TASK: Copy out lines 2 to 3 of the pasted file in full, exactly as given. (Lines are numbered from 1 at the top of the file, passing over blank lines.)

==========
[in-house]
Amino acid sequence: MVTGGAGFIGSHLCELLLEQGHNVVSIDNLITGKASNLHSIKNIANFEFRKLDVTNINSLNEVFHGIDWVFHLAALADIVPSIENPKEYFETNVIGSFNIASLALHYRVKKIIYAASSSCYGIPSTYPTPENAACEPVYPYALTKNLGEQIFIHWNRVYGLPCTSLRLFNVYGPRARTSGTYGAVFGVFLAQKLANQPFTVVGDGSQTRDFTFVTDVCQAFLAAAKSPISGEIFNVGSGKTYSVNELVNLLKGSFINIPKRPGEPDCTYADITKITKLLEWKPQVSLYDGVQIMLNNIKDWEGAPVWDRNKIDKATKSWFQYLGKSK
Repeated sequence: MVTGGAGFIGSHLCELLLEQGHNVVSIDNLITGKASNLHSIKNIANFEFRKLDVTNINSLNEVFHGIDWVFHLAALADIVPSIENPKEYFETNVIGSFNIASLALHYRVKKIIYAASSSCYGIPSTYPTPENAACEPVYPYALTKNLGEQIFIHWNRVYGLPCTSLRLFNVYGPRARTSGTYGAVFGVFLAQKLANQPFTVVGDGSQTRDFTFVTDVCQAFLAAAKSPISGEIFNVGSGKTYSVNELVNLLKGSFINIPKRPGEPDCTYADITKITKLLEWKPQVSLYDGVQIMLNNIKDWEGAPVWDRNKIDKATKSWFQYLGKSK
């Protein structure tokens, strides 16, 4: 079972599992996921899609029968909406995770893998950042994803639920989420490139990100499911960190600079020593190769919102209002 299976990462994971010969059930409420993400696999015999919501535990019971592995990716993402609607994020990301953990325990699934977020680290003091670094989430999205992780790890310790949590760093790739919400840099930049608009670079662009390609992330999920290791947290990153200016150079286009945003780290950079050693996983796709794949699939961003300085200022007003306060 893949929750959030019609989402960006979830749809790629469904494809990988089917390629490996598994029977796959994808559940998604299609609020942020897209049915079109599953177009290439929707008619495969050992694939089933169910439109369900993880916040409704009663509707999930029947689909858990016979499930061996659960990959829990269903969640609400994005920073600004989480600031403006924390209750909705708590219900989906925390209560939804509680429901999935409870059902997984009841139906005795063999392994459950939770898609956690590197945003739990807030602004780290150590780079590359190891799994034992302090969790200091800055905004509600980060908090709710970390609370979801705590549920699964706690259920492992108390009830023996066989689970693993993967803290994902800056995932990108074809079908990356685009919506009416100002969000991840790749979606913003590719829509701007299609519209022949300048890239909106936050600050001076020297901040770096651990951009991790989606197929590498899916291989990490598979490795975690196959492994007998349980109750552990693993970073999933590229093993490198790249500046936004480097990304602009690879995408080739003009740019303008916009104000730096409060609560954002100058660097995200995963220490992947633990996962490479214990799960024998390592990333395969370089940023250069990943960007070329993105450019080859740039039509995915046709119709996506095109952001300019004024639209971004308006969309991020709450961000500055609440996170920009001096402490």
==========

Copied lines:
Amino acid sequence: MVTGGAGFIGSHLCELLLEQGHNVVSIDNLITGKASNLHSIKNIANFEFRKLDVTNINSLNEVFHGIDWVFHLAALADIVPSIENPKEYFETNVIGSFNIASLALHYRVKKIIYAASSSCYGIPSTYPTPENAACEPVYPYALTKNLGEQIFIHWNRVYGLPCTSLRLFNVYGPRARTSGTYGAVFGVFLAQKLANQPFTVVGDGSQTRDFTFVTDVCQAFLAAAKSPISGEIFNVGSGKTYSVNELVNLLKGSFINIPKRPGEPDCTYADITKITKLLEWKPQVSLYDGVQIMLNNIKDWEGAPVWDRNKIDKATKSWFQYLGKSK
Repeated sequence: MVTGGAGFIGSHLCELLLEQGHNVVSIDNLITGKASNLHSIKNIANFEFRKLDVTNINSLNEVFHGIDWVFHLAALADIVPSIENPKEYFETNVIGSFNIASLALHYRVKKIIYAASSSCYGIPSTYPTPENAACEPVYPYALTKNLGEQIFIHWNRVYGLPCTSLRLFNVYGPRARTSGTYGAVFGVFLAQKLANQPFTVVGDGSQTRDFTFVTDVCQAFLAAAKSPISGEIFNVGSGKTYSVNELVNLLKGSFINIPKRPGEPDCTYADITKITKLLEWKPQVSLYDGVQIMLNNIKDWEGAPVWDRNKIDKATKSWFQYLGKSK